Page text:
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American starter enjoys 'competitive relationship' with S. Korean hitter

All Headlines 16:54 October 07, 2019

By Yoo Jee-ho

SEOUL, Oct. 7 (Yonhap) -- When Park Yong-taik broke his no-hitter bid on Sunday, all Jake Brigham could do was smile in disbelief, seeing how his nemesis got the better of him yet again.

Brigham, an American starter for the Kiwoom Heroes in the Korea Baseball Organization (KBO), had not given up a hit against Park's LG Twins through six innings in Game 1 of the teams' first round playoff series on Sunday. Then Park, the South Korean veteran a lifetime batting average of .375 (12-for-32) against Brigham, came off the bench to start the seventh to take care of business. Park delivered a pinch-hit single on the very first pitch.

Jake Brigham of the Kiwoom Heroes throws a pitch against the LG Twins in Game 1 of the teams' first round Korea Baseball Organization playoff series at Gocheok Sky Dome in Seoul on Oct. 6, 2019. (Yonhap)

The sharp grounder rolled under the arms of the diving first baseman Park Byung-ho. Brigham, who ran toward first to cover the bag, broke into a grin. Park, barely able to keep the smile off his face, kept his head down and trotted back to the dugout for a pinch runner.

It was Park's first hit against Brigham in 2019. He'd been 0-for-5 against Brigham during the regular season, after going 12-for-27 in the two previous years. Brigham has been pitching in the KBO since 2017.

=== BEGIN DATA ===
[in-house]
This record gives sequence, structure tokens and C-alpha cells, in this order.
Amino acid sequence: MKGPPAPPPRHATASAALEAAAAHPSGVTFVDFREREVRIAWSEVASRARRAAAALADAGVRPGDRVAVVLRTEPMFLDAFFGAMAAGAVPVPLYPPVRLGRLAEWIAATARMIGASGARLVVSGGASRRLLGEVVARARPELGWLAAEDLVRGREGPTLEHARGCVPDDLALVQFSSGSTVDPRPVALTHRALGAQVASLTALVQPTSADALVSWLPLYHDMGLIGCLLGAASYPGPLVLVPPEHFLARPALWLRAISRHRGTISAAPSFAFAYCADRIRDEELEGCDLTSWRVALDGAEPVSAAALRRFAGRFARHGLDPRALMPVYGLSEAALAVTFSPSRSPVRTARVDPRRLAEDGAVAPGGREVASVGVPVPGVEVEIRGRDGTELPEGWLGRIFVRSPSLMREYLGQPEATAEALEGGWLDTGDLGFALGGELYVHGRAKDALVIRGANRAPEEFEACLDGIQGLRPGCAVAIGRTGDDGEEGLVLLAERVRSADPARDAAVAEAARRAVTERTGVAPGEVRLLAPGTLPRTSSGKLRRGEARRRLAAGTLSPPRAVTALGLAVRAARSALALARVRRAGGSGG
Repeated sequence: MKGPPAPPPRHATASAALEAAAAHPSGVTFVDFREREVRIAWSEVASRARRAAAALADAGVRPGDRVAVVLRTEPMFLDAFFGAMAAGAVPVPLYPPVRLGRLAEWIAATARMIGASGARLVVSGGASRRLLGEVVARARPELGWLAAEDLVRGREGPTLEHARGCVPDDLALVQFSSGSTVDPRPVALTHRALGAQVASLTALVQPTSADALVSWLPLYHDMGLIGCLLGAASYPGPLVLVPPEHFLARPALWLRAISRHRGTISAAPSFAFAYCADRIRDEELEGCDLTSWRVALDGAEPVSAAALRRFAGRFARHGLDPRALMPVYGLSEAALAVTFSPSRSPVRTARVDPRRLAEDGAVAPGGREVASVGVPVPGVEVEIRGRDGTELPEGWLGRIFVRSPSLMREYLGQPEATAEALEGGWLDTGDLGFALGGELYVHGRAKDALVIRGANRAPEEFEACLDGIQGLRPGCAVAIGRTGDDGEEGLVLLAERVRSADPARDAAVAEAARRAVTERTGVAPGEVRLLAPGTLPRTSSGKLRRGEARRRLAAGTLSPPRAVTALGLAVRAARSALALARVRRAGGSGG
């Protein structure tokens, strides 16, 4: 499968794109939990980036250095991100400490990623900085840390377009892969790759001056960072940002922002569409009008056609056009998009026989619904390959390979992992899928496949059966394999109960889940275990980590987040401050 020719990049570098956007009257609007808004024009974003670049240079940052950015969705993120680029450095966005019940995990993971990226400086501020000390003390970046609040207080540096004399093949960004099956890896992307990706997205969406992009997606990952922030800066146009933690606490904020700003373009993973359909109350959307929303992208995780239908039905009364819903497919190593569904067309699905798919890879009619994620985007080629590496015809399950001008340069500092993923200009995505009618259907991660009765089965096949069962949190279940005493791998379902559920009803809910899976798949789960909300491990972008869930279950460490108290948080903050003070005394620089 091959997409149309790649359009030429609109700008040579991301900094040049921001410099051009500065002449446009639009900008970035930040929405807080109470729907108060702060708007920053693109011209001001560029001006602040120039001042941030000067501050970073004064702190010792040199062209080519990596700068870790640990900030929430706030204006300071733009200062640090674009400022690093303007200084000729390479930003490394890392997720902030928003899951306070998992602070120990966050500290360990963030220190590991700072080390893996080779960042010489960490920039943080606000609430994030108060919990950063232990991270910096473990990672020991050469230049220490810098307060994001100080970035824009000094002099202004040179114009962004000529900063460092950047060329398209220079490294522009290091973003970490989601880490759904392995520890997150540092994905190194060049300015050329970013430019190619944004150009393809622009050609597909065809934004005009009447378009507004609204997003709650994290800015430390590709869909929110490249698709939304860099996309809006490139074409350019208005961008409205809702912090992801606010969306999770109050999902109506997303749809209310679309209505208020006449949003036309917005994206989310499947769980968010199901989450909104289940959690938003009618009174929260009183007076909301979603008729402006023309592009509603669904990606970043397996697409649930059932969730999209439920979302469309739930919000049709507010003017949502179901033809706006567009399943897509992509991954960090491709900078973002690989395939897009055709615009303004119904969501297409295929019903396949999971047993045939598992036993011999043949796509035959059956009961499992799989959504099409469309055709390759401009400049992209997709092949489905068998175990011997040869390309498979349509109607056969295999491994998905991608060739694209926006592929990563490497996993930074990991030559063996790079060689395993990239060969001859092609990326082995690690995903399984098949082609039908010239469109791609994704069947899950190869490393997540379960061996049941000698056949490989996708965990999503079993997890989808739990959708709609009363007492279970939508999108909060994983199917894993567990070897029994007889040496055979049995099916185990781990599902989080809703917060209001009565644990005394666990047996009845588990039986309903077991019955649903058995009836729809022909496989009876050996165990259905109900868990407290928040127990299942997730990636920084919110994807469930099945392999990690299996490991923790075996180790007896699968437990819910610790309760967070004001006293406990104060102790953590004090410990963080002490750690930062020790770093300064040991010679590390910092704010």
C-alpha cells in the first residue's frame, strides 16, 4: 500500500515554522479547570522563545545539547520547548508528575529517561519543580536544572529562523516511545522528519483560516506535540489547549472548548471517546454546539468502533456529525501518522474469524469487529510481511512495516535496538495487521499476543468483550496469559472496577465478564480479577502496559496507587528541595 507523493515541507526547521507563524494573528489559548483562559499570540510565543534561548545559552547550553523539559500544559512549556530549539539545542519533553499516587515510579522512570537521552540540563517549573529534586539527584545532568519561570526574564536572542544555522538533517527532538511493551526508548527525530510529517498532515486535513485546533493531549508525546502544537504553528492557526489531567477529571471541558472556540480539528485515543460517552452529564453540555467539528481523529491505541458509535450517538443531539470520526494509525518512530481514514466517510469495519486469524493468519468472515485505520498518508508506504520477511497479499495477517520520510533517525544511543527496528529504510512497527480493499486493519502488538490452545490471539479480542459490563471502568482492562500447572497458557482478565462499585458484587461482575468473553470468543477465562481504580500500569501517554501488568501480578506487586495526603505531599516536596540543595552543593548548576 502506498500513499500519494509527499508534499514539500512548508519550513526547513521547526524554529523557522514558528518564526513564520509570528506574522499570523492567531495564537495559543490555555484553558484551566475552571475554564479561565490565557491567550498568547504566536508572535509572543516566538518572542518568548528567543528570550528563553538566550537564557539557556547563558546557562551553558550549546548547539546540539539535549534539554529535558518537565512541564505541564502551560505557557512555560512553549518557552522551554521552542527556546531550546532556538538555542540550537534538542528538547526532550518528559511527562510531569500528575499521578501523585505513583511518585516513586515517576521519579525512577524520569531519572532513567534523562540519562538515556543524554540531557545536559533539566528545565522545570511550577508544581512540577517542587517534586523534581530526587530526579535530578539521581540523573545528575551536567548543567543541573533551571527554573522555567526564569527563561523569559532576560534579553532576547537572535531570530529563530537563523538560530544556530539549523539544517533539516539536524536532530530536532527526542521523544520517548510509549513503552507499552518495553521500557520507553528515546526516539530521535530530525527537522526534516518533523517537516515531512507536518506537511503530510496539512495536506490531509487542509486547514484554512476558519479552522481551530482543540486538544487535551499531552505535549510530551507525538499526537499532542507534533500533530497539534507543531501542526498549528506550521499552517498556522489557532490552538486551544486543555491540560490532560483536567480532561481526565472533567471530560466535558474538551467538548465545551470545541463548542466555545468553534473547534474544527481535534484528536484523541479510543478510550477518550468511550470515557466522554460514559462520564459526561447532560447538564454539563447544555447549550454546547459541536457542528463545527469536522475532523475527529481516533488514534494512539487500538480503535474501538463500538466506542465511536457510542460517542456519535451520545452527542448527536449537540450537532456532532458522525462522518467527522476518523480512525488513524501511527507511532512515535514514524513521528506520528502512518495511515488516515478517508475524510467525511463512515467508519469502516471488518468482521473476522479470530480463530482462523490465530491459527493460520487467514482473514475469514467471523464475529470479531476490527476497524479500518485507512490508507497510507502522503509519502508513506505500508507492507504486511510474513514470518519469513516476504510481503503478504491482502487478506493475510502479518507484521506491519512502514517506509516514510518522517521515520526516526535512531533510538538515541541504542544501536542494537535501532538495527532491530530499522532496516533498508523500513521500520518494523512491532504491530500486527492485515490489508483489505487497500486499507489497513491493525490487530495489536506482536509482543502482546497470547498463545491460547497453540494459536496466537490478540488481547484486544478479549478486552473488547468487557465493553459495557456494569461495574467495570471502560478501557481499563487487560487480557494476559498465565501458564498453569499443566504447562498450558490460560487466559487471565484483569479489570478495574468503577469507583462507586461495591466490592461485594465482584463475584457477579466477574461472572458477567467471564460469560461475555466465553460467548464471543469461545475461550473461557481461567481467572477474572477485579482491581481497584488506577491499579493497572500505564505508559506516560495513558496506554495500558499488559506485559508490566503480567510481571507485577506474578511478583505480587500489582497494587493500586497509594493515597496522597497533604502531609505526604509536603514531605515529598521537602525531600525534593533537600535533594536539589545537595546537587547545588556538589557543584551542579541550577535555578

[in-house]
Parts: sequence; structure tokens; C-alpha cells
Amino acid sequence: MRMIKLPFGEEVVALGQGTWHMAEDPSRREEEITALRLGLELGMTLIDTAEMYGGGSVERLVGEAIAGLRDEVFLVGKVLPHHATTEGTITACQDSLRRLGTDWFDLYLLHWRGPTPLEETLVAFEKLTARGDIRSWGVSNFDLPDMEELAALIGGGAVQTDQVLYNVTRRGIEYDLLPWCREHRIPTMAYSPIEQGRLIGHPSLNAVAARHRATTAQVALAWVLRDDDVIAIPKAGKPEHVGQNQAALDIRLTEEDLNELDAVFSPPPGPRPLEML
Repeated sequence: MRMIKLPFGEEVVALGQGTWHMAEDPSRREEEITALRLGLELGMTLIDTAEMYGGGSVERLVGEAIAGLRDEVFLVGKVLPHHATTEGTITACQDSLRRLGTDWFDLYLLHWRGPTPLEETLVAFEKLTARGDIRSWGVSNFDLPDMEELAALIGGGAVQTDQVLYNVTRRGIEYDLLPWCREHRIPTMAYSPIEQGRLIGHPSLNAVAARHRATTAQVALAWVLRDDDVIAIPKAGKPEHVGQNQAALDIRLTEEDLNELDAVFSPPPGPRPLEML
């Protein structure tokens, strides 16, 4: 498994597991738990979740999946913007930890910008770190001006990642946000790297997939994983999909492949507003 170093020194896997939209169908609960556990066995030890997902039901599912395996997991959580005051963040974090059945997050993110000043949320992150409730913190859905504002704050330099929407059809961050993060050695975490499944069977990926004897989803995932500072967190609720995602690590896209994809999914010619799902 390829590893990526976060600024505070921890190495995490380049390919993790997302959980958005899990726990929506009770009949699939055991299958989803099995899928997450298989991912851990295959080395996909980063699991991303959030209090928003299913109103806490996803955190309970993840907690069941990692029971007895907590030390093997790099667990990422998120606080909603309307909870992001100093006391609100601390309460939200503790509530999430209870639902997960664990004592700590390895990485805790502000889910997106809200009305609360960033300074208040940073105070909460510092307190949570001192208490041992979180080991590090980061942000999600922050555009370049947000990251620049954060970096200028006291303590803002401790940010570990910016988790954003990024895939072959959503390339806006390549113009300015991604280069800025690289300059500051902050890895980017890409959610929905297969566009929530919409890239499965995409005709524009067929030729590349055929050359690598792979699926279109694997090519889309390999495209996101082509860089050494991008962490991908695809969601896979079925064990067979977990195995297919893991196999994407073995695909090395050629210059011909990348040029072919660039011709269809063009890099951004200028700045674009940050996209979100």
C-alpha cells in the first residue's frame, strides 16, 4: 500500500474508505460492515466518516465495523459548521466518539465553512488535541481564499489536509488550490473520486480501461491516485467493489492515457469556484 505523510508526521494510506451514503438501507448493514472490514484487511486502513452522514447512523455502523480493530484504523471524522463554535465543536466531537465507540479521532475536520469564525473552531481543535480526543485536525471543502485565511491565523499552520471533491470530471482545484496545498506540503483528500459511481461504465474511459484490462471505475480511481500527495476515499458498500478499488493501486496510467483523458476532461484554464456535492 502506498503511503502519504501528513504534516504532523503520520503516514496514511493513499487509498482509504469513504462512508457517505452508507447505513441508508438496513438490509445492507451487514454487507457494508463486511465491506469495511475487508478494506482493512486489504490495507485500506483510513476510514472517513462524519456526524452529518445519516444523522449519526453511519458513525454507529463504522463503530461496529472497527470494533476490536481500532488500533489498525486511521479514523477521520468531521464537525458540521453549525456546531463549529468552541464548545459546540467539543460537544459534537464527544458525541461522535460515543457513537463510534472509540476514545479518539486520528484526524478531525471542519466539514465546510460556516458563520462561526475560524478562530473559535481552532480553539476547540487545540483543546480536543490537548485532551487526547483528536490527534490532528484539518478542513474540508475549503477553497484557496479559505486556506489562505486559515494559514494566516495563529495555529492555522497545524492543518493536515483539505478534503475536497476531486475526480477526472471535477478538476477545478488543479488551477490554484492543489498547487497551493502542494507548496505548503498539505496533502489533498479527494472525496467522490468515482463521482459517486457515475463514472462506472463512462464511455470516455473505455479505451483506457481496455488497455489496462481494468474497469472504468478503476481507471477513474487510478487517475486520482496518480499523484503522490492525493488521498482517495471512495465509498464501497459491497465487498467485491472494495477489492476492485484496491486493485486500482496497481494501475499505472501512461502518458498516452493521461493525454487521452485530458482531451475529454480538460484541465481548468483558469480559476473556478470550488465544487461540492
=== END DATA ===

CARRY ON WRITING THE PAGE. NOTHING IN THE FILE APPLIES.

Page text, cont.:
Recalling that moment on Monday, Brigham laughed at the memory of the sequence.

"I've talked to him over the last couple of years. I've told him, 'Could you please get out?'" Brigham told Yonhap News Agency at Gocheok Sky Dome in Seoul. "Even when he hits it bad, it seems to be a hit over the last couple of years. We have a pretty good, competitive relationship."

The seventh inning was an adventurous one for Brigham. He picked off Park's pinch runner, Shin Min-jae, at first base, but then issued a walk to Lee Hyung-jong and a base hit to Chae Eun-seong. The Twins had two men on for the first time all game.

"The walk, it was a competitive at-bat," Brigham said of his battle with Lee. "I yanked the fastball. I was pretty disappointed in that. It just wasn't a competitive 3-2 pitch. I made a lot of really good pitches and he fouled them off and worked the walk really well."

As for the base hit by Chae, Brigham said he got exactly what he was looking for in that situation -- a ground ball. It just happened to find a hole up the middle for a hit.

"I got him to ground out a lot over the last three years on my sinker but it found the hole," Brigham said. "Nothing I can do about those two hits. I am going to continue to throw sinkers and get ground balls, and sometimes, they're going to find holes."

Jake Brigham of the Kiwoom Heroes throws a pitch against the LG Twins in Game 1 of the teams' first round Korea Baseball Organization playoff series at Gocheok Sky Dome in Seoul on Oct. 6, 2019. (Yonhap)